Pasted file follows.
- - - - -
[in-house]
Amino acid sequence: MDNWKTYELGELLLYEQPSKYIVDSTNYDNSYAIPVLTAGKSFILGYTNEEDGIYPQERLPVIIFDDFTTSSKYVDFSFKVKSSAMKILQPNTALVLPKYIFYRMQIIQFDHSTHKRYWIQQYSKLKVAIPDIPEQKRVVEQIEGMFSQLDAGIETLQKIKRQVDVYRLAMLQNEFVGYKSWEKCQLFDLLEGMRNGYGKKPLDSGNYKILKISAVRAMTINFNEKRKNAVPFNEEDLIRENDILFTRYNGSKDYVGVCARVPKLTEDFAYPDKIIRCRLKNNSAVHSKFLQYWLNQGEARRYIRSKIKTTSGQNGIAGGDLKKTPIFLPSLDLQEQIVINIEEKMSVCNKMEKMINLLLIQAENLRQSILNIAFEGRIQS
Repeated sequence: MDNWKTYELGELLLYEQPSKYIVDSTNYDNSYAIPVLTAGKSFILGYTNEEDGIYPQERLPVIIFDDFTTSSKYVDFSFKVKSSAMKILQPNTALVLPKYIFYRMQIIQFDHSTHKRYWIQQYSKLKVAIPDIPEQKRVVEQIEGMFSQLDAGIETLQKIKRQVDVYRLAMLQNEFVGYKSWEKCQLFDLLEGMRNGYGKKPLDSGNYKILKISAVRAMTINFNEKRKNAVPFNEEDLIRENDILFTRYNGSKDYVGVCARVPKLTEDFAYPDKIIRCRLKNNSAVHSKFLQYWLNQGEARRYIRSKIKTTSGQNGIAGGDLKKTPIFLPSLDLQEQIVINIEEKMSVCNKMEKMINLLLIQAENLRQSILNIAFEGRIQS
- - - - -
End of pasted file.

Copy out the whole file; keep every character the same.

[in-house]
Amino acid sequence: MDNWKTYELGELLLYEQPSKYIVDSTNYDNSYAIPVLTAGKSFILGYTNEEDGIYPQERLPVIIFDDFTTSSKYVDFSFKVKSSAMKILQPNTALVLPKYIFYRMQIIQFDHSTHKRYWIQQYSKLKVAIPDIPEQKRVVEQIEGMFSQLDAGIETLQKIKRQVDVYRLAMLQNEFVGYKSWEKCQLFDLLEGMRNGYGKKPLDSGNYKILKISAVRAMTINFNEKRKNAVPFNEEDLIRENDILFTRYNGSKDYVGVCARVPKLTEDFAYPDKIIRCRLKNNSAVHSKFLQYWLNQGEARRYIRSKIKTTSGQNGIAGGDLKKTPIFLPSLDLQEQIVINIEEKMSVCNKMEKMINLLLIQAENLRQSILNIAFEGRIQS
Repeated sequence: MDNWKTYELGELLLYEQPSKYIVDSTNYDNSYAIPVLTAGKSFILGYTNEEDGIYPQERLPVIIFDDFTTSSKYVDFSFKVKSSAMKILQPNTALVLPKYIFYRMQIIQFDHSTHKRYWIQQYSKLKVAIPDIPEQKRVVEQIEGMFSQLDAGIETLQKIKRQVDVYRLAMLQNEFVGYKSWEKCQLFDLLEGMRNGYGKKPLDSGNYKILKISAVRAMTINFNEKRKNAVPFNEEDLIRENDILFTRYNGSKDYVGVCARVPKLTEDFAYPDKIIRCRLKNNSAVHSKFLQYWLNQGEARRYIRSKIKTTSGQNGIAGGDLKKTPIFLPSLDLQEQIVINIEEKMSVCNKMEKMINLLLIQAENLRQSILNIAFEGRIQS